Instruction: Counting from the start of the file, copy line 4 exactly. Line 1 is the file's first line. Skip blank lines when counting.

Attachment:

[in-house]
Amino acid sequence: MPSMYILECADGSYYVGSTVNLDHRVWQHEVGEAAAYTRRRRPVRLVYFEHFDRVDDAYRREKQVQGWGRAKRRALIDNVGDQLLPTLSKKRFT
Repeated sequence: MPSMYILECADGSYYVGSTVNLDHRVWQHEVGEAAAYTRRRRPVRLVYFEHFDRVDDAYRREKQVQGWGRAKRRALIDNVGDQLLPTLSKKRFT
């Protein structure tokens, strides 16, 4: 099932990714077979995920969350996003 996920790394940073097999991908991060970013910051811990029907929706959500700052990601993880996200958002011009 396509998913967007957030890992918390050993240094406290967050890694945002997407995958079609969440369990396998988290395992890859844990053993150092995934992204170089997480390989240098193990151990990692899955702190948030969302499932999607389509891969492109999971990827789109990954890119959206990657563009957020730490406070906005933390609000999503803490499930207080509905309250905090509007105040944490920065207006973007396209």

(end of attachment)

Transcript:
């Protein structure tokens, strides 16, 4: 099932990714077979995920969350996003 996920790394940073097999991908991060970013910051811990029907929706959500700052990601993880996200958002011009 396509998913967007957030890992918390050993240094406290967050890694945002997407995958079609969440369990396998988290395992890859844990053993150092995934992204170089997480390989240098193990151990990692899955702190948030969302499932999607389509891969492109999971990827789109990954890119959206990657563009957020730490406070906005933390609000999503803490499930207080509905309250905090509007105040944490920065207006973007396209």